Speaking of racks, another life-size model, Arachno Girl, crouched on a plinth as if watching for shoplifters. Her lacy, weblike skirt barely covered her muscular yet shapely thighs. At least her breastplate-slash-bra-thingy was a bit more substantial—well, it’d have to be. No way would anything lacy keep those mammoth puppies in check. Even restrained, they threatened to take your eye out. I edged away nervously, little cogs chugging around in my brain. If comic-book women all had really big tits, did that mean the blokes all had really big . . . I glanced at Rhys, swallowed, and threatened the little cogs with a metaphorical spanner until they stopped trying to cause inappropriate hard-ons.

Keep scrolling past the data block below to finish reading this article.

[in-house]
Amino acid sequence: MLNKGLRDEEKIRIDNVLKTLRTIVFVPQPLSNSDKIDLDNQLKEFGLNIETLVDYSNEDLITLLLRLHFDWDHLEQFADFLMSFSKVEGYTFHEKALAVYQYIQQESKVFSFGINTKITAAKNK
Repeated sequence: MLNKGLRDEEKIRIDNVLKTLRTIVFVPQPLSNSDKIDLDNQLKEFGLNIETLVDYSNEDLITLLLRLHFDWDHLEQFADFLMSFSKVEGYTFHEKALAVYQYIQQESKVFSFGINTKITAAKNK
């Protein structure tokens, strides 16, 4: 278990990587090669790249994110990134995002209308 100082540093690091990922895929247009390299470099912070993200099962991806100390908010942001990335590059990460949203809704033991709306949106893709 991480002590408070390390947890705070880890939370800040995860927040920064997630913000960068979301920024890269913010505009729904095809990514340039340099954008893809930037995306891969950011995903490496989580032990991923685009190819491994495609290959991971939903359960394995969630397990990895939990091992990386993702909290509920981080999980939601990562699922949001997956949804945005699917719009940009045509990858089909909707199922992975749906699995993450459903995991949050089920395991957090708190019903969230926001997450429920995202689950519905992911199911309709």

And tried really hard not to wonder if everything was in proportion to his height.
“Here you go,” Rhys was saying. “You’re in luck—it’s our last one.”
“Seriously?” I thought of poor old Tel, lying in hospital waiting for news of his hero, and clutched the comic to my chest. “Jesus, thank God I didn’t put this off until tomorrow.”
Rhys smiled at me. Up to ten Alluremens this time, easy. I did my best not to melt into a big wet blob on the floor tiles. “It’s great to see a true fan,” he said.
“Er, yeah,” I said, feeling a lot more congeal-y. “Cheers for this, mate.”
[A]n absolutely fantastic . . . [S]tory.
[A] wonderful short story that left me with a smile on my face and wanting more.
Those who enjoy m/m contemporary romantic comedy should try it.
I wanted a humorous read and that is what I got!
I read pretty much the whole thing with a smile on my face.